By Rania Khalil
In its second year, the Cairo Mediterranean Literary Festival focused on the theme of “Literature and the City.”
Designed as an opportunity for exchange between Egyptian writers and their counterparts from the Euro-Mediterranean countries, the festival hosted a series of events from May 21-25 at various cultural organizations throughout Cairo.
“Last year, the theme of the festival was on literature and humor. This year’s theme was literature and cities, a literary look at the Mediterranean countries and how they’ve changed in the last 20 years,” Giorgia Facchinelli, one of the organizers, told Daily News Egypt.
An important element for Facchinelli and her co-organizers, Stefania Angarano and Gabriella Esposito, was to approach the topic from a contemporary place, which meant looking at literature that was not over 15 to 20 years old. When asked about their curatorial strategies, Facchinelli replied: “We read!”
In seeking writers and literature for inclusion, they read what was presently available and talked with friends about what they were reading. Of primary importance was work that is accessible. “We did want to go through academic channels; we wanted things that are going on today.”
On the eve of the momentous changes spurred by the January 25 revolution, organizers not only felt pleased with their choice of theme (on the festival website it is listed as seeming “almost prophetic”), but also had a job on their hands to keep the festival going. Other annual festivals in Cairo chose to cancel the 2011 edition.
So it seemed fitting that one of this year’s participants, Italian writer Gianni Biondillo, would present a work on “psychogeography,” the study of the way the environment emotionally and behaviorally affects individuals, a phrase coined in 1955 by Situationist artist and theorist Guy Debord.
Biondillo was one of five writers present at the roundtable in downtown’s Mashrabia Gallery entitled “The dark side of the City.” He was joined by Egyptian writers Hamdi Abu Golayyel and Youssef Rakha and Italian writers Elena Stancanelli and Giorgio Vasta for a discussion on the city, from the personal to the poetic.
Speaking further on the topic Facchinelli noted, “We are looking at living in a town not only as a geographical place, but as a soul place.”
When asked about the result hoped from such a gathering, organizers noted that the experience was as much for the writers themselves. “The writers were so happy to know each other. They exchanged addresses and emails. For the Italian writers it was an open window on the Arab world.”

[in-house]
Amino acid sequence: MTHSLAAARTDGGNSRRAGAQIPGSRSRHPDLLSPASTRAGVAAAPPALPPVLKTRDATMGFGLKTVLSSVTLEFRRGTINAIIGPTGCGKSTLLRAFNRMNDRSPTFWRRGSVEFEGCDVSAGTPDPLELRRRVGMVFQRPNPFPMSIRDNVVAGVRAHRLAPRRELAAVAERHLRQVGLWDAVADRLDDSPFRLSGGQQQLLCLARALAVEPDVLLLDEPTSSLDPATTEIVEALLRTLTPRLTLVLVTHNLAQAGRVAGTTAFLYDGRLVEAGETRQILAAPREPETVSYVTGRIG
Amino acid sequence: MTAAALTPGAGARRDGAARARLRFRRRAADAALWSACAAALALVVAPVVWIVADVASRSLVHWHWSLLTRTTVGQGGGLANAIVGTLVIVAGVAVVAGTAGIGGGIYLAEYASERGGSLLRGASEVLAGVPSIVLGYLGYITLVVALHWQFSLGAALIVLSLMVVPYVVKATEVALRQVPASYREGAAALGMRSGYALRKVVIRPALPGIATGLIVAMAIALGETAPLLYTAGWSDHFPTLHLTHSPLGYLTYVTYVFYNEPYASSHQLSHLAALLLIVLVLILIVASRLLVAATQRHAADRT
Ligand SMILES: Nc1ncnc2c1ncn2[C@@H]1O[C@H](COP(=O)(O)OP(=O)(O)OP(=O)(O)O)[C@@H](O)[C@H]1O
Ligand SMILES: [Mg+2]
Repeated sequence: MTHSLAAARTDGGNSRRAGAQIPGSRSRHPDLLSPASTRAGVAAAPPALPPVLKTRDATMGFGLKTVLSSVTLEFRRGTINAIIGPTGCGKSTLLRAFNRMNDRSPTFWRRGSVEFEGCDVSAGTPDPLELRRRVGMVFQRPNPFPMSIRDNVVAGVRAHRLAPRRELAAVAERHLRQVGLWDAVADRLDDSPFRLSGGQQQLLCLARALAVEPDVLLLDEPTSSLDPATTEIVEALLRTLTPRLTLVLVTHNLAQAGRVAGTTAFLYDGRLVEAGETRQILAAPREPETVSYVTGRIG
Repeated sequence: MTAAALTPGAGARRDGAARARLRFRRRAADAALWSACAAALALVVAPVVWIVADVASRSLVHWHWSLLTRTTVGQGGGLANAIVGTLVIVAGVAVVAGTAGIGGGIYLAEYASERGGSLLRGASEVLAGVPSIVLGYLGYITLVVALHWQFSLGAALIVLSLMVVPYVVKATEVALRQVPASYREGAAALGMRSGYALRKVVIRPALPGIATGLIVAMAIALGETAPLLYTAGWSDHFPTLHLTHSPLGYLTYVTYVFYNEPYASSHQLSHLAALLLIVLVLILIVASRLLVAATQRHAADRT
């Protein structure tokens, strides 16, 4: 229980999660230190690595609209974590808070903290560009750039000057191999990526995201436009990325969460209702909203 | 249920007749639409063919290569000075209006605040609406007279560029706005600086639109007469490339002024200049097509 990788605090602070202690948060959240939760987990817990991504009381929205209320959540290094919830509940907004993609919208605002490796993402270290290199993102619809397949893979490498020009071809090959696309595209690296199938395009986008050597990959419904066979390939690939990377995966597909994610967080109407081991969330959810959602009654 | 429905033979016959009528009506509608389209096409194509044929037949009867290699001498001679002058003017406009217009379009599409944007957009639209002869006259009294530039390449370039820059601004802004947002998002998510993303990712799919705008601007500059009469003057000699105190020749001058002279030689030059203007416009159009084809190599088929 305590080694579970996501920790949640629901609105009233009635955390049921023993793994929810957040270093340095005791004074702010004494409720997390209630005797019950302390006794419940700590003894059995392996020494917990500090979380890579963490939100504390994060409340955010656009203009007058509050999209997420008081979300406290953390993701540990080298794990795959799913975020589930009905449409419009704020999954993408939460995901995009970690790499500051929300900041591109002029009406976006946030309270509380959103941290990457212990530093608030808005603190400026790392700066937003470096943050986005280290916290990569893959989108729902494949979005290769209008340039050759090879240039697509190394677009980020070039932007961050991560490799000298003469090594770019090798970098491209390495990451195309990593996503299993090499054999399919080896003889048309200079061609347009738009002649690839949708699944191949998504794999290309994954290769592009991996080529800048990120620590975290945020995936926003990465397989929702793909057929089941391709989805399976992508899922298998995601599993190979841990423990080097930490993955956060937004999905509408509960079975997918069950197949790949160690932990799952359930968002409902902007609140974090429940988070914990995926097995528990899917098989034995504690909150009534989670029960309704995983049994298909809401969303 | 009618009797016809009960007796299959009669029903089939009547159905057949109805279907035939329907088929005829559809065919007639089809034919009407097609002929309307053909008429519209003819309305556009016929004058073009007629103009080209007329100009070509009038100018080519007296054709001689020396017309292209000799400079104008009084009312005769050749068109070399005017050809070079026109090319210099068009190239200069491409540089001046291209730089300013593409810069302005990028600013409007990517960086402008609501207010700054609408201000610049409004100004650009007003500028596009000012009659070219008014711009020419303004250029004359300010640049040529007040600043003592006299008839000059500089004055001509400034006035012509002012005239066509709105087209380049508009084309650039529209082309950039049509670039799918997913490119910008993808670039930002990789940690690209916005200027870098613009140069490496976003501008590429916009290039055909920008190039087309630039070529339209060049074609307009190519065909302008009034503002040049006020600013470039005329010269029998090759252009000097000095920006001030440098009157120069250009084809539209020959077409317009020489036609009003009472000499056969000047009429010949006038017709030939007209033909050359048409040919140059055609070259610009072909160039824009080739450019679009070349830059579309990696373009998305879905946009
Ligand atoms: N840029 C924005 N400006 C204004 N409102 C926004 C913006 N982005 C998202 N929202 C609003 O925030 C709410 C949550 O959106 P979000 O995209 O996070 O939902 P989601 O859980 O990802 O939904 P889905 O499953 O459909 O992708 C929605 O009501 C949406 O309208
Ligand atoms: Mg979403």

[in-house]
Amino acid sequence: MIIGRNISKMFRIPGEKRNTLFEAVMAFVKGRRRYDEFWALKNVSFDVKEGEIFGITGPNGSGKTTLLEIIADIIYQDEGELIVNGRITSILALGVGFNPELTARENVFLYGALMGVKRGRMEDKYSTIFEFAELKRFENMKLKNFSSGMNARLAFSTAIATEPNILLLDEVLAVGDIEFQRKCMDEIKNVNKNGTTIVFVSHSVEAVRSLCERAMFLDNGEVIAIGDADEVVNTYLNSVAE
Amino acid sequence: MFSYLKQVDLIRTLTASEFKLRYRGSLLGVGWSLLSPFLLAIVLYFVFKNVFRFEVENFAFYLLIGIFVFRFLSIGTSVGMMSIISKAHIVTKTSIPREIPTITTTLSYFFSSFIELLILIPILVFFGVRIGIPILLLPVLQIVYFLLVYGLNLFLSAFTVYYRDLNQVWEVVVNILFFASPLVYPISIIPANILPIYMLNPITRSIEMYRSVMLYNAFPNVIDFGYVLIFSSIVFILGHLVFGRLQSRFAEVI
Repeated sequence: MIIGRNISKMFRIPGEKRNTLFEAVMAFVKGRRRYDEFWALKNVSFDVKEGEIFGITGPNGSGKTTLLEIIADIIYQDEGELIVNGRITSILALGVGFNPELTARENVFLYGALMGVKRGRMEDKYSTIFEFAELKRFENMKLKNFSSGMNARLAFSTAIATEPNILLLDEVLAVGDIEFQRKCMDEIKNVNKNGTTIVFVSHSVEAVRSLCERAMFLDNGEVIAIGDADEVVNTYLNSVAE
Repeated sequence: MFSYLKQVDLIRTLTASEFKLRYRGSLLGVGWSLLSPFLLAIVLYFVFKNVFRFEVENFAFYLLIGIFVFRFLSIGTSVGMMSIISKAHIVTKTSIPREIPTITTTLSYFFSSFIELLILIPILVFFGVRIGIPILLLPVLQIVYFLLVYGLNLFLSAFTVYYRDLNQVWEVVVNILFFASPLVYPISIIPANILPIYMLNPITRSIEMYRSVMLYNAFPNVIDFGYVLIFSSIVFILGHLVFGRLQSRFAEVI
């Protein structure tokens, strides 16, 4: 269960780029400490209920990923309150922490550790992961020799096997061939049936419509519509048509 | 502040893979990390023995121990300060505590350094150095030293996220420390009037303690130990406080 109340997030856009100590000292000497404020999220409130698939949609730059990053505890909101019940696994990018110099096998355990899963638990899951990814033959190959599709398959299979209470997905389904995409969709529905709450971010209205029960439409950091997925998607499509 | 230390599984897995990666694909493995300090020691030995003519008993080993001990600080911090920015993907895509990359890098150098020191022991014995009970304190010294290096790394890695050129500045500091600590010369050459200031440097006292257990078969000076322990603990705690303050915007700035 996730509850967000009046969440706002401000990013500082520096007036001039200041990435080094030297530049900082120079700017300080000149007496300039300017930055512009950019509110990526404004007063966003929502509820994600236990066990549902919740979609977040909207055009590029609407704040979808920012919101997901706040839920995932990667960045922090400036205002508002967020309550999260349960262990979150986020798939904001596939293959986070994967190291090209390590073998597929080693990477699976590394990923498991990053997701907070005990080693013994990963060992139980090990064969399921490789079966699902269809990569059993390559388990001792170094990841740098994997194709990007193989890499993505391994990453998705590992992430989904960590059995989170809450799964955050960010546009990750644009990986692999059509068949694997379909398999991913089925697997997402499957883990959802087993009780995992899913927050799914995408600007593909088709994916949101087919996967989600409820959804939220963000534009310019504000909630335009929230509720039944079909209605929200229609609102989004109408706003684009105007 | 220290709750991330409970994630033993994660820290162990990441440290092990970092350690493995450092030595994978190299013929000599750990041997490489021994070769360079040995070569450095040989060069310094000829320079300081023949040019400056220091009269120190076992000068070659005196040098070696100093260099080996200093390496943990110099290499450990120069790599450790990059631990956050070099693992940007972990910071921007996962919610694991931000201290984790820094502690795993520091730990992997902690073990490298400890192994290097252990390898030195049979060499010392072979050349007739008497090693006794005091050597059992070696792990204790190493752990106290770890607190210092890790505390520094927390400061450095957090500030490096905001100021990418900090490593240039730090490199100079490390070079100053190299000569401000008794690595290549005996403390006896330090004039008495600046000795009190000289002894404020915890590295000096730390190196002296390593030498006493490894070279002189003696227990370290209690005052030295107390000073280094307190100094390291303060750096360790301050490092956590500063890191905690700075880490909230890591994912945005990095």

It is precisely this window, often curtained by stereotypes and misinformation in the media, that led these organizers of Italian origin, now living in Cairo, to assemble the event. In a screening at the Italian Cultural Center, Facchinelli and Esposito sat beside me for a personal translation of a short made by Italian high school students. A work created entirely by teenagers, the film spoke volumes to the notion of cultural exchange.
The film, “I costruttori,” tells the story of a young Roman high school student asked by his teacher to read the writings of contemporary author, Amara Lakhous. An Algerian-Italian living in Rome and writing in Italian, Lakhous was unable to attend this years’ Cairo Mediterranean Festival. The film was created by the students as a way to bring Lakhous to Egypt.
The audience is introduced, through the journey of the originally closed minded protagonist, to Rome’s multi-ethnic neighborhoods. A particularly touching message of the film is the positive ways in which Romans themselves are changed by their new populations.
Other events included a concert at the Opera of an Italian musical ensemble called Radiodervish who fuse Italian and Arabic language in their music, a series of films from Euro-Mediterranean countries, and an event at Makan entitled “Futuropolis: the Virtual City at the Bloggers’ Time.”
Moderated by Paul Geday, the event featured Youssef Rakha, the editor of Ahram Weekly, Abeer Soleiman, columnist for Al-Dostour and Ahmed Abdellatif, editor of Akhbar El-Adab.
When asked about whether she thinks that books on paper can endure the virtual age, Facchinelli replied: “I think it will survive because the book is something you can touch. It is an object of love.”